Archived entries for Culture

CNN Practicing Good Journalism

In addition to pointing to CNN debunks false report about Obama, I wanted to summarize it. I struggled a bit, but luckily a great new magazine GOOD summed it up well (emphasis mine):

A conservative magazine started a rumor that Obama attended a madrassa in Indonesia that taught fundamentalist Islam. Then they falsely sourced Hillary Clinton’s campaign for the tip. This might have been a pretty ingenious campaign smear a few years ago, but these Rove-like tricks don’t seem to work anymore. CNN did some good, old-fashioned journalism and quickly debunked the story. Republican strategists should denounce these tactics if they want any chance in ‘08. The American public is finally wise to it.

Let me reiterate their conclusion: this shady business won’t fly in the ‘08 election cycle.

(If you’re not familiar with GOOD, take a look and consider subscribing (100% of your subscription money goes to an organization of your choice.)

The History of XMLHTTP , and Patience

Microsoft alum Alex Hopmann writes today about creating XMLHTTP (which is the basis of “Ajax” for my less geeky readers). “XMLHTTP actually began its life out of the Exchange 2000 team. … That weekend I startup up Visual Studio and whipped up the first version of what would become XMLHTTP. The first verison (sic) didn’t have async support hooked up and was pretty crude, but it was enough to help Jim and Bob… .”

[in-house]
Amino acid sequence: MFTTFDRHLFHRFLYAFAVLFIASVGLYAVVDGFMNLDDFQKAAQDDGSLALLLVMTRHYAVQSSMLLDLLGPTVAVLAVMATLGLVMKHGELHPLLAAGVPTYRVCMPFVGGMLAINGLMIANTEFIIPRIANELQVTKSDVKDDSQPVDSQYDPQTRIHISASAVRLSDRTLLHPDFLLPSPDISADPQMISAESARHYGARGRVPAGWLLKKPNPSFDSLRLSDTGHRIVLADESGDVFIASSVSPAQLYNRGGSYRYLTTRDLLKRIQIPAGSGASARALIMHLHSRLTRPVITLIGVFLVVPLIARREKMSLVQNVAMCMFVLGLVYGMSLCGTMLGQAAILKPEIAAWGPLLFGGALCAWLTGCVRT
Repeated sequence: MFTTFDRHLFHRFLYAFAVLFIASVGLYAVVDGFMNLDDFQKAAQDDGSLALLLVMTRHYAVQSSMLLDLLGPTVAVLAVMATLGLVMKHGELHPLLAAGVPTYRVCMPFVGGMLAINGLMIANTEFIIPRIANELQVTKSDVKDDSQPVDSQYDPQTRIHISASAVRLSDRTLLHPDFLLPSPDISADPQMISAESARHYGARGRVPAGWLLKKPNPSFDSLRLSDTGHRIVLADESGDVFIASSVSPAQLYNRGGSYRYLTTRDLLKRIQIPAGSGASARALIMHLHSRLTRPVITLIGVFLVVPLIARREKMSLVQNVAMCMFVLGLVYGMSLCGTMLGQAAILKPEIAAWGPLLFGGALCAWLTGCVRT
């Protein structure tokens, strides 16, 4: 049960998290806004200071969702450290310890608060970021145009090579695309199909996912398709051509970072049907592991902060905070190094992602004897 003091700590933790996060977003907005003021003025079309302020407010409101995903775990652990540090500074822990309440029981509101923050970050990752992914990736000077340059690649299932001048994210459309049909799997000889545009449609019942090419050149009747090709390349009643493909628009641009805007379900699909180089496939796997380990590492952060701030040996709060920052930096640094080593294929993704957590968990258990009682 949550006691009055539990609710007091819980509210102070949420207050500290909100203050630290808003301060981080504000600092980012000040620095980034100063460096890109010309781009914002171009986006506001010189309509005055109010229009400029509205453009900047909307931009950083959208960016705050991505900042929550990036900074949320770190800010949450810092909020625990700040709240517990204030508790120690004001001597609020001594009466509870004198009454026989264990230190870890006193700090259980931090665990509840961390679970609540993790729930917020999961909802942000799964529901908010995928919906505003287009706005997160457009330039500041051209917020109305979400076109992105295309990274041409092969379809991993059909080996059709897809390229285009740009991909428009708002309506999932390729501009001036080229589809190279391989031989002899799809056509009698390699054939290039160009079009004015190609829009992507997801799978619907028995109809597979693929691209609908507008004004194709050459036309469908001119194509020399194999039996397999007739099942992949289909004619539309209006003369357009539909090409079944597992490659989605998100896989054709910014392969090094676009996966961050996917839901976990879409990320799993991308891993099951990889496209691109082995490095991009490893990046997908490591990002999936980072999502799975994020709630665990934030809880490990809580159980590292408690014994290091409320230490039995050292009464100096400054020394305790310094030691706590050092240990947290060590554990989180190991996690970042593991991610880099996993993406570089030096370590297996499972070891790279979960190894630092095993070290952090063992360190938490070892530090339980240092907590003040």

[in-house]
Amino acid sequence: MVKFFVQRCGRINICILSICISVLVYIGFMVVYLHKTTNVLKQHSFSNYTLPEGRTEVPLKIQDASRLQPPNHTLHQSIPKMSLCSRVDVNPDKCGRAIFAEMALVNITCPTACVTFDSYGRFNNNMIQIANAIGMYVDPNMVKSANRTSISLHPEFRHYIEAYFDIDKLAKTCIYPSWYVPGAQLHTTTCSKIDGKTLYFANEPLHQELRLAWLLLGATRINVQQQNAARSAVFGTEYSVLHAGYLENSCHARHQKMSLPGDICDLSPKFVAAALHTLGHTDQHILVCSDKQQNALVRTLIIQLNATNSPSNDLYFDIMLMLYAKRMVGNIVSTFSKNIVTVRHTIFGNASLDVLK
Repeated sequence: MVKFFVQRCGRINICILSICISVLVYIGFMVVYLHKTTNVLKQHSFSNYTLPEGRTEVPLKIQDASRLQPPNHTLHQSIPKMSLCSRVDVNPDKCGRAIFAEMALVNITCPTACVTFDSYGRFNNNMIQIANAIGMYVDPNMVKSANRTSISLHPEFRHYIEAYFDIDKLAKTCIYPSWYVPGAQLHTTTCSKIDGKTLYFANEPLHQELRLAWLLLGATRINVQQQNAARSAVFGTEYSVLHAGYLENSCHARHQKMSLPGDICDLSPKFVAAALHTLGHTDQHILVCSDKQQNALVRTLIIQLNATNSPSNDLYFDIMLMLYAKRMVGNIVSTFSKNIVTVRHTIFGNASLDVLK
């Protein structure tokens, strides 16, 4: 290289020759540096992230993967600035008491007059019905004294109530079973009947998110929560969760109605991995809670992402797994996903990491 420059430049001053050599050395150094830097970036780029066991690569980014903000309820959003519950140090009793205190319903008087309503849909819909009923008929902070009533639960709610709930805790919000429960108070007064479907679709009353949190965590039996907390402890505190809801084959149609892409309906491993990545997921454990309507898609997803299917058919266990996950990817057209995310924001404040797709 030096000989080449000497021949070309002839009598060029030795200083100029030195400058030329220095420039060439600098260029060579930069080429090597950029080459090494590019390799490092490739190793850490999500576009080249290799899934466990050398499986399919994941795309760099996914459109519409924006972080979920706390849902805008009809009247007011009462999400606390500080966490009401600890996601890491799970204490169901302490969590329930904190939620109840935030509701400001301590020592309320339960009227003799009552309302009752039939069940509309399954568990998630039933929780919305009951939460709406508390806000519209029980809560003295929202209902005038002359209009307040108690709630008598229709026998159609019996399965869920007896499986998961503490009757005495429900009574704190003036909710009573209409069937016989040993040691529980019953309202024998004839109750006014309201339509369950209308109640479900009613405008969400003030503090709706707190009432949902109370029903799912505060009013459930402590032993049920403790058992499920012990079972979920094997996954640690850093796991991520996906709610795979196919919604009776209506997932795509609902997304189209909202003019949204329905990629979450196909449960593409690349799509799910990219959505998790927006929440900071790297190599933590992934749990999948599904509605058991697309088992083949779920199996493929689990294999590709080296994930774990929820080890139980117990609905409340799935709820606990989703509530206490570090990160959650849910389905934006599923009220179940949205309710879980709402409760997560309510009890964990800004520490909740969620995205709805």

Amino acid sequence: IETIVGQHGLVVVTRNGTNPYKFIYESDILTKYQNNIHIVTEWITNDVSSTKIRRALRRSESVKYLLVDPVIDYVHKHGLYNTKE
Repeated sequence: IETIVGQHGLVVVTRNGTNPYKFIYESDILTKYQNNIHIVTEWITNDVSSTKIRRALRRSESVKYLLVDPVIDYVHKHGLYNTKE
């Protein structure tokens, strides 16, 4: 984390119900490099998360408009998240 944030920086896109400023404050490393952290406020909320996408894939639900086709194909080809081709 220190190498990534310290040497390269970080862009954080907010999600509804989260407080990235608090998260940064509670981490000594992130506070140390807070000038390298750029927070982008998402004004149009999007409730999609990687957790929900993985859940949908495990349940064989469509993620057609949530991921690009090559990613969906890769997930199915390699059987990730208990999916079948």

It’s an interesting read, both from a historical perspective interesting to those of us that pay rent based on work derived from it, and also to those interested in what makes a particular technology flourish.

Towards the end (it’s a long 2000-word piece), he shares this insight which I think it broadly-applicable:

“The lesson to take out of this thing is to appreciate the importance of shipping and having the patience to let something succeed. It feels like [people] measure [a new platform] by how many apps have adopted it on the launch day. That is just crazy and it doesn’t get the basics of how big a shift these sorts of things can be and how long it takes to move the mind-set, learning, and deployment of a big new platform.”

via

Open Sourced: Second Life

Interesting new this morning: Second Life (Viewer) in now an open source project. Though I’m not active in Second Life, I’m intrigued and think this development says good things about its future. Very interesting.

They only open-sourced the Viewer, but in many ways — almost by definition — they world/environment is already open-source. I guess the laws of physics for SL are not yet open, but that doesn’t bother me.

Releasing the source now is our next invitation to the world to help build this global space for communication, business, and entertainment. … [W]e welcome the inevitable with open arms.

Update: Marshall Kirkpatrick asks, in a paraphrase of WeBreakStuff, if the open-sourcing of the Viewer is akin to the early WWW days when “the early proliferation of browsers made the web much more usable.”

Second Life’s CEO Speaking in SF Thursday

O’Reilly Radar > Second Life at Seminars on Long Term Thinking

Thursday evening, the founder and CEO of “Second Life,” Philip Rosedale, will explore some of the early lessons about long-term thinking (and everything else) to be gleaned from the emergent behaviors of massive multi-player world building…

“‘Second Life:’ What Do We Learn If We Digitize EVERYTHING?” Philip Rosedale, Cowell Theater, Fort Mason, San Francisco, 7pm, Thursday, November 30. The lecture starts promptly at 7:30pm. Admission is free (a $10 donation is welcome, not required).

MySpace Video bests YouTube; Yahoo! Video has Most Uniques